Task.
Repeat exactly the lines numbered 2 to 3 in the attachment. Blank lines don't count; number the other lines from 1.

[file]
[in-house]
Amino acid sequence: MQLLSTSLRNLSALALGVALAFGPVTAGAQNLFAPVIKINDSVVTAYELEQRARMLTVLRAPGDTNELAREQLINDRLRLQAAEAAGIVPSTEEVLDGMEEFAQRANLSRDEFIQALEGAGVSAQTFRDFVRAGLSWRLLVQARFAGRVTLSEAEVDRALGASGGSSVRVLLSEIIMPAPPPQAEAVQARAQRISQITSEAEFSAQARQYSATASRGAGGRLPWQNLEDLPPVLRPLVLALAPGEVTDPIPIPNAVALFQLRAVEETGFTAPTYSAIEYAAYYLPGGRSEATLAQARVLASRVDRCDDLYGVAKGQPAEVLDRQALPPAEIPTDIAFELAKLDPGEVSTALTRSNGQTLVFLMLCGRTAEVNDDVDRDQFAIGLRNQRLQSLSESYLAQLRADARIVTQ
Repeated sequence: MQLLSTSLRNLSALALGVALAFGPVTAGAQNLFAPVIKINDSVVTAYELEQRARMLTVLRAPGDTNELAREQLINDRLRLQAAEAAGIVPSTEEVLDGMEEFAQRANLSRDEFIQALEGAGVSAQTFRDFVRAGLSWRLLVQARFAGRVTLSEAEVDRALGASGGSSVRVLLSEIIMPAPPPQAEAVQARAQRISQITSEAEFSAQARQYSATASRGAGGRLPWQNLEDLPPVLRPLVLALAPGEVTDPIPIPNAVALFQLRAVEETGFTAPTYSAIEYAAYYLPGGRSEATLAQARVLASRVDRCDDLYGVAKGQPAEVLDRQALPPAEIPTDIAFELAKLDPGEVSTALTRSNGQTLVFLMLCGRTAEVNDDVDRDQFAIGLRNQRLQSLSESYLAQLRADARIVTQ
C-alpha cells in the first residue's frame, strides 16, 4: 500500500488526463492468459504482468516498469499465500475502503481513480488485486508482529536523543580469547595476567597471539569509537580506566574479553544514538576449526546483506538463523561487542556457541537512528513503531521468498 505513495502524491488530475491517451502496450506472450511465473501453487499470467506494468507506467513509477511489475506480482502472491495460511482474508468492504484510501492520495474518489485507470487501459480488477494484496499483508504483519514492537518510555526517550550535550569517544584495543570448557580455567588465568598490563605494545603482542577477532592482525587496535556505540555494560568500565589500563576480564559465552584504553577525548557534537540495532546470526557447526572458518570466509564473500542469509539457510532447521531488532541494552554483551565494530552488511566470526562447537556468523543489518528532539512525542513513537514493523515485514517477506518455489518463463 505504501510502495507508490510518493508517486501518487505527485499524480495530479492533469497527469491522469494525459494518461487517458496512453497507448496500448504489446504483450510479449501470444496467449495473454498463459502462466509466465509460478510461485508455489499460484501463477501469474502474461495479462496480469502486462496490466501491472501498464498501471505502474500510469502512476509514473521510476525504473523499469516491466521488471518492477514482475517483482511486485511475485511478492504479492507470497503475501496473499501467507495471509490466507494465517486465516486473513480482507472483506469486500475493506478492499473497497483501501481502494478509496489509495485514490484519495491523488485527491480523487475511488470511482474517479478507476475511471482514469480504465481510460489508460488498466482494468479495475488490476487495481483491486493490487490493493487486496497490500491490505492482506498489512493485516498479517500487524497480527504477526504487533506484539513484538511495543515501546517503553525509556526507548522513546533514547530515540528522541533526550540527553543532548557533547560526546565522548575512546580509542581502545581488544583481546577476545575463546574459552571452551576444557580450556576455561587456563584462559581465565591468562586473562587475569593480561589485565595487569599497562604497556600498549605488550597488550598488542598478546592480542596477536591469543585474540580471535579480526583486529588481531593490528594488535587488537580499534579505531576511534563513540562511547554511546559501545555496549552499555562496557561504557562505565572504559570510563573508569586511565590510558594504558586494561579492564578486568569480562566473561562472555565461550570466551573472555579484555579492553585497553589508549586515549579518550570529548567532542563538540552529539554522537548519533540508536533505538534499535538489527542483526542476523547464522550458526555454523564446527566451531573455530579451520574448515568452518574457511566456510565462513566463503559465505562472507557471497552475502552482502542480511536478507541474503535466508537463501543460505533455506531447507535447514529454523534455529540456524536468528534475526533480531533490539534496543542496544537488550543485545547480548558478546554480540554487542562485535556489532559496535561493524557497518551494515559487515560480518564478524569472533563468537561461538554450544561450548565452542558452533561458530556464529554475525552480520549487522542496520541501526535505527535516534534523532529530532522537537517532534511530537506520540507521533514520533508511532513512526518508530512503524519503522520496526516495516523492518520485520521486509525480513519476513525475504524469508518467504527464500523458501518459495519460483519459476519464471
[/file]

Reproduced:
Amino acid sequence: MQLLSTSLRNLSALALGVALAFGPVTAGAQNLFAPVIKINDSVVTAYELEQRARMLTVLRAPGDTNELAREQLINDRLRLQAAEAAGIVPSTEEVLDGMEEFAQRANLSRDEFIQALEGAGVSAQTFRDFVRAGLSWRLLVQARFAGRVTLSEAEVDRALGASGGSSVRVLLSEIIMPAPPPQAEAVQARAQRISQITSEAEFSAQARQYSATASRGAGGRLPWQNLEDLPPVLRPLVLALAPGEVTDPIPIPNAVALFQLRAVEETGFTAPTYSAIEYAAYYLPGGRSEATLAQARVLASRVDRCDDLYGVAKGQPAEVLDRQALPPAEIPTDIAFELAKLDPGEVSTALTRSNGQTLVFLMLCGRTAEVNDDVDRDQFAIGLRNQRLQSLSESYLAQLRADARIVTQ
Repeated sequence: MQLLSTSLRNLSALALGVALAFGPVTAGAQNLFAPVIKINDSVVTAYELEQRARMLTVLRAPGDTNELAREQLINDRLRLQAAEAAGIVPSTEEVLDGMEEFAQRANLSRDEFIQALEGAGVSAQTFRDFVRAGLSWRLLVQARFAGRVTLSEAEVDRALGASGGSSVRVLLSEIIMPAPPPQAEAVQARAQRISQITSEAEFSAQARQYSATASRGAGGRLPWQNLEDLPPVLRPLVLALAPGEVTDPIPIPNAVALFQLRAVEETGFTAPTYSAIEYAAYYLPGGRSEATLAQARVLASRVDRCDDLYGVAKGQPAEVLDRQALPPAEIPTDIAFELAKLDPGEVSTALTRSNGQTLVFLMLCGRTAEVNDDVDRDQFAIGLRNQRLQSLSESYLAQLRADARIVTQ